Now I don't know about you but that list is huge and sometimes when I see a huge list like that I'm a little suspicious. I got to tell you I have looked up studies on every one of these things and the results have been amazing. Vitamin D really is what it's cracked up to be. So what levels should you have? The lab says if you're below 20 you're technically deficient if you're between 21 and 29 you're insufficient and if you're greater than 30 they say it's sufficient and toxicity if you're over 150. Now this is if you have the lab done on your serum. For functional medicine our Optimal Health range we want you between 60 and 80. That's going to be your best place.
People say well how much should I take and it depends on your skin tone, size, genetics. So the best way is to get your vitamin D checked, take the dose that I'm going to tell you, and then recheck it again in three months because we're going to talk in a minute about toxicity you don't want too much either so if you take a thousand IUS of vitamin D a day it will increase your levels in your blood over that three months each month it will increase it by 10 nanograms per deciliter. So now the other thing is if you're exposed to sunlight and you take all those you know clouds away and no sunscreen and all of that in five to ten minutes per day if you're out between ten and three and your Caucasian right, you're going to get some exposure to vitamin D. If you have darker skin tones you can double that time but you're not going to get enough to get you up into that 60 to 80 range.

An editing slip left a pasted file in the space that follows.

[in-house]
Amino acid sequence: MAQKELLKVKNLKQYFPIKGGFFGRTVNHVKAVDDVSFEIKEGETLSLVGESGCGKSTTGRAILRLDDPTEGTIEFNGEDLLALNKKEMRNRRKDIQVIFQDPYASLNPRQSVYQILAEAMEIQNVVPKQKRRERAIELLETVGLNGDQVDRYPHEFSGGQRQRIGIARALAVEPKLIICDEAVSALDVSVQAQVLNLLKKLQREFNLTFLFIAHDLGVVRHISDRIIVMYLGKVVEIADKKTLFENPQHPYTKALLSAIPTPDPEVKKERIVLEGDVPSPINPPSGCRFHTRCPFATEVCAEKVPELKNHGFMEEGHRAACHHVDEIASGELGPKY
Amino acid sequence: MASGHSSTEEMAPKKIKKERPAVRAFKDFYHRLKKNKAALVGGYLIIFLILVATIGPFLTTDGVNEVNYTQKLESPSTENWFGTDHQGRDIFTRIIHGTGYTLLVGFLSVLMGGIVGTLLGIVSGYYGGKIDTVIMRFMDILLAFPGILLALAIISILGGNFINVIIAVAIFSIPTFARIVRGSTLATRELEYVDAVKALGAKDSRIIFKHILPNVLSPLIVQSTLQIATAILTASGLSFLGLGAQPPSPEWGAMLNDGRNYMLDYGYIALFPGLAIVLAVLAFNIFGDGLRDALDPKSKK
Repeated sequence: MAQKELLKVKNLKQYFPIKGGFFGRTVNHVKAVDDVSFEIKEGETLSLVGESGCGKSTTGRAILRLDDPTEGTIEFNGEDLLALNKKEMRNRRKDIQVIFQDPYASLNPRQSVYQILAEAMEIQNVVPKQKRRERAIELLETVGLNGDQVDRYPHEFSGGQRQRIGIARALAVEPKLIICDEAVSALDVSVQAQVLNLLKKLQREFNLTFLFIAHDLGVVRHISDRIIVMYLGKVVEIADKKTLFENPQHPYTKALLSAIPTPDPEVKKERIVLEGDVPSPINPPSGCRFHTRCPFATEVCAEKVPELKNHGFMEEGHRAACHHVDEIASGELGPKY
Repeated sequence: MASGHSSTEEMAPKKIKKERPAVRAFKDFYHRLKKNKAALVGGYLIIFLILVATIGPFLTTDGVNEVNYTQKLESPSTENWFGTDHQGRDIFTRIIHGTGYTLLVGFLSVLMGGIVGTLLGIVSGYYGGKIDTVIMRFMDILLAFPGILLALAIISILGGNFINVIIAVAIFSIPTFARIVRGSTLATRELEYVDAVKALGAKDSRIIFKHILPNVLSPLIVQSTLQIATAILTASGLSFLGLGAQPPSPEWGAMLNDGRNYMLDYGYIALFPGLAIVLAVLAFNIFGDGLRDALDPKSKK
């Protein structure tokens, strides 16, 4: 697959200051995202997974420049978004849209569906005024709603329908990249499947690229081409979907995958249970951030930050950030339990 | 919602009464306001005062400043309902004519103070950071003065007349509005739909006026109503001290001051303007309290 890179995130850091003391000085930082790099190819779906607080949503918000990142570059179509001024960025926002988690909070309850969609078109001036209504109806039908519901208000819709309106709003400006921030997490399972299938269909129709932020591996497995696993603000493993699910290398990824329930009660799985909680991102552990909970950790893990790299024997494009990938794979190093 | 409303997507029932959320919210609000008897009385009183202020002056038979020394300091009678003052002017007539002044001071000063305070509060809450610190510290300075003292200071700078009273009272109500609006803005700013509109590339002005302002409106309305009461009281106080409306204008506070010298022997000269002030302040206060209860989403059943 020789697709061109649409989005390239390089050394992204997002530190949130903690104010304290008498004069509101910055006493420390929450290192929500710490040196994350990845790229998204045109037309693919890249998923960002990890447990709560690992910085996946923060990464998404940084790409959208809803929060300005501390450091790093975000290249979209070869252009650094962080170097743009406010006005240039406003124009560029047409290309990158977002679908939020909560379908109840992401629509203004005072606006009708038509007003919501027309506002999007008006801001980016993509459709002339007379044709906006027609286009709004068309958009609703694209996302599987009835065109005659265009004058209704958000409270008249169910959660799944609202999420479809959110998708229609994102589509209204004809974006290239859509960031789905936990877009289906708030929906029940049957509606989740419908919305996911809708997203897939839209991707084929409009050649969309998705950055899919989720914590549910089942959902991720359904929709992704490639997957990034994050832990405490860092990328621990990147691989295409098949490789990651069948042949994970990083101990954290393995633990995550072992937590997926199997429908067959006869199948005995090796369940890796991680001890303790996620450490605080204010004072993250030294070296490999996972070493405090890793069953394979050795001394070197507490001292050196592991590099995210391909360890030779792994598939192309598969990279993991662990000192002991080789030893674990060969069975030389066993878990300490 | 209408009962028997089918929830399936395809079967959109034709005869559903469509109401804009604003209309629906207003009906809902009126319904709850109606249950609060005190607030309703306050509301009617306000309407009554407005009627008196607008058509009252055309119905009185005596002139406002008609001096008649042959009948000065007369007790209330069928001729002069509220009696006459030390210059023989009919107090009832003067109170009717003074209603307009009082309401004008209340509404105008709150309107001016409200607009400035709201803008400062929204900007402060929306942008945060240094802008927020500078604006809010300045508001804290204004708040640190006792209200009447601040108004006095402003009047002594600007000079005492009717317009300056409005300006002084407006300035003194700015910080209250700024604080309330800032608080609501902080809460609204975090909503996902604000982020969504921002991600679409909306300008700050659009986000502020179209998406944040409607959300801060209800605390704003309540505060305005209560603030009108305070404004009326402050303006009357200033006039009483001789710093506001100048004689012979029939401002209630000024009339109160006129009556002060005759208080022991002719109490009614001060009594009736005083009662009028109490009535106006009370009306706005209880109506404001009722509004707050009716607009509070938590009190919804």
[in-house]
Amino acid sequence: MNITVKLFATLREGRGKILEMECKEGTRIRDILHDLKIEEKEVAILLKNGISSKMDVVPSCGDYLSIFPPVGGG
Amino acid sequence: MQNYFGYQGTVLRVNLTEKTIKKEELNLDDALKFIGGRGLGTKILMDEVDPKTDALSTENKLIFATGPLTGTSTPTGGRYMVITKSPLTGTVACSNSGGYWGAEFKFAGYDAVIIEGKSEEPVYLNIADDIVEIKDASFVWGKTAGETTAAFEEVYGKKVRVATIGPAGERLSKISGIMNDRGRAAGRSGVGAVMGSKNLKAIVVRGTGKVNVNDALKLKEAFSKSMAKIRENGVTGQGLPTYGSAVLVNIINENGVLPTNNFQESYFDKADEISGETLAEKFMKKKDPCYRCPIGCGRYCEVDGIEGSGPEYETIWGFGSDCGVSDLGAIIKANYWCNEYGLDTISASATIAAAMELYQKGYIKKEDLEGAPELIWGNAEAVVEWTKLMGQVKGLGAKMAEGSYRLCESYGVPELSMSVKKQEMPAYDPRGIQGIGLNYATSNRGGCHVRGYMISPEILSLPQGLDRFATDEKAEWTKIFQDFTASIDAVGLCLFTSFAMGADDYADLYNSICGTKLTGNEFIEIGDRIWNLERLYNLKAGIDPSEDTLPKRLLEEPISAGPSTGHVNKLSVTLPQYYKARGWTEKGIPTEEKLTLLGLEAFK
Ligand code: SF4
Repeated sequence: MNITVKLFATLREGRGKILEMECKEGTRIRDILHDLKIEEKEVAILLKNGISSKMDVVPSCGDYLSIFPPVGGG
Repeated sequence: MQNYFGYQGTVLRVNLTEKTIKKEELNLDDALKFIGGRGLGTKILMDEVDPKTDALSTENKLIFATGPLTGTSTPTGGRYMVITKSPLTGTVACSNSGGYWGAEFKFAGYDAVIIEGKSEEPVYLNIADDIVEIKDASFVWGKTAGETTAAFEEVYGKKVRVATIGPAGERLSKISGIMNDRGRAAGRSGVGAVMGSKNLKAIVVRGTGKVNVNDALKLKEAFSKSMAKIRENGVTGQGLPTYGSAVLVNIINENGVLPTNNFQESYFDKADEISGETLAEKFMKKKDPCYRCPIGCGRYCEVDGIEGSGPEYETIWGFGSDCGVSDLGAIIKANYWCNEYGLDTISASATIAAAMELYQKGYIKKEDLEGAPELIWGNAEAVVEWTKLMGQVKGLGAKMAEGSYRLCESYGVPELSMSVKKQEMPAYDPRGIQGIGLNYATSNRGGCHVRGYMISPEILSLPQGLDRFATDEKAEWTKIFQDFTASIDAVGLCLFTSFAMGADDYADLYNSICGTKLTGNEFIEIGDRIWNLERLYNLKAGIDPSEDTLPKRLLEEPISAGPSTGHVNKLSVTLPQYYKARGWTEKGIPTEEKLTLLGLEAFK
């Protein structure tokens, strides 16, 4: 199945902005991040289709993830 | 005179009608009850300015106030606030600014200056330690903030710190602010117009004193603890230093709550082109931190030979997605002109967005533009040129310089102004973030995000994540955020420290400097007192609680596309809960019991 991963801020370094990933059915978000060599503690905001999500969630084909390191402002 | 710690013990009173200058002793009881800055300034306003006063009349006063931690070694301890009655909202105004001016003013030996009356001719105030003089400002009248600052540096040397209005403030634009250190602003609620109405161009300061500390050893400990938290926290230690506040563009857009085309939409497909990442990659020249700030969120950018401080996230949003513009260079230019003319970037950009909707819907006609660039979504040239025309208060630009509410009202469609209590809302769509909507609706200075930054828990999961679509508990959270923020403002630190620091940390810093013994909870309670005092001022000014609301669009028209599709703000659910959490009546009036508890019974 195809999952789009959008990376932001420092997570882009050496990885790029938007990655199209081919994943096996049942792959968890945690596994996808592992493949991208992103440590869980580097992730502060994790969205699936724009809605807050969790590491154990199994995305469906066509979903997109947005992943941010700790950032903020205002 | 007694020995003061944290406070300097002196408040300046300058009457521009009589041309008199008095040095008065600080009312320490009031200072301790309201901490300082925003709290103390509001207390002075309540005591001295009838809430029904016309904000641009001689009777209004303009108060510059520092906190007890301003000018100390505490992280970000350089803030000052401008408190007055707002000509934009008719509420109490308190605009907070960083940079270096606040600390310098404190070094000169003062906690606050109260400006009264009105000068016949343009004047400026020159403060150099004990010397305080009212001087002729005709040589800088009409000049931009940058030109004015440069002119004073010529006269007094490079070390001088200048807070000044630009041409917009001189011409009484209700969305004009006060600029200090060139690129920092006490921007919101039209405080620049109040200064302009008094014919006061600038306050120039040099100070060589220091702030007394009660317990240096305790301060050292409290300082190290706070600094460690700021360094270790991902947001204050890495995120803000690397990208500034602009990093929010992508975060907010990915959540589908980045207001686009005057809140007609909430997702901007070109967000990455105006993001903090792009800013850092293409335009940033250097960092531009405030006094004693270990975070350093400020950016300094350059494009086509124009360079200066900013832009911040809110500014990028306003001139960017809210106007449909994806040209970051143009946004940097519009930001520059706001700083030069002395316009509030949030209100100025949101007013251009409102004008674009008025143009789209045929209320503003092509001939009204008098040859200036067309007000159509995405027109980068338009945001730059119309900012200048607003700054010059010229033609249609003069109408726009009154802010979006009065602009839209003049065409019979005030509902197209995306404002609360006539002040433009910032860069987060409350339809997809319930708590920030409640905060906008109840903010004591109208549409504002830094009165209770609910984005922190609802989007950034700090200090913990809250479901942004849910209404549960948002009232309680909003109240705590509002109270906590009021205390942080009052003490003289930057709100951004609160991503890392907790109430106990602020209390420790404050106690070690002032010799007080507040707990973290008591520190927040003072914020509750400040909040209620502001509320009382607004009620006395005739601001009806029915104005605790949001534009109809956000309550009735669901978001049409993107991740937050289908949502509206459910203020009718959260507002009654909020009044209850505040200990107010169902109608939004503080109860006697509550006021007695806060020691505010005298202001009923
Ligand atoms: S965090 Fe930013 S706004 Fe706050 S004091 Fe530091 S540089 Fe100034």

If you want to look at based on weight if you have 35 IUS of vitamin D per pound for your weight per day. That's a good way to do it the thing that I don't want you to do I don't want you to go over 50,000 per week and that's because that's the prescription dose and we know that that's been studied. So what about vitamin D toxicity? This is a big deal you can take too much so if you get excessive sun exposure excessive food intake you know those do not cause vitamin D toxicity. You can't get too much from food or from sun exposure and most of the toxicity comes from taking high amounts of supplements in.
Too much vitamin D can lead to hypercalcemia vascular and tissue calcification damage to your heart, kidney stones, and hardening of the arteries in the blood vessels so we don't want any of that. The symptoms are unlikely to appear if you're taking less than 10,000 IUS a day, so as long as you're taking less than ten thousand a day or less than 50,000 a week you should be okay. But I still want you to get it measured and remember it can be cumulative over time.
Who shouldn't take vitamin D? There are some contraindications so people who have granulomatous diseases (tuberculosis), sarcoidosis, metastatic bone disease, or Williams syndrome should not take vitamin D. That's it, that's what we're covering on vitamin D this week if you have any questions or if you're excited about this information be sure to comment below, SUBSCRIBE, comment, share and we'll be seeing you soon in our next video!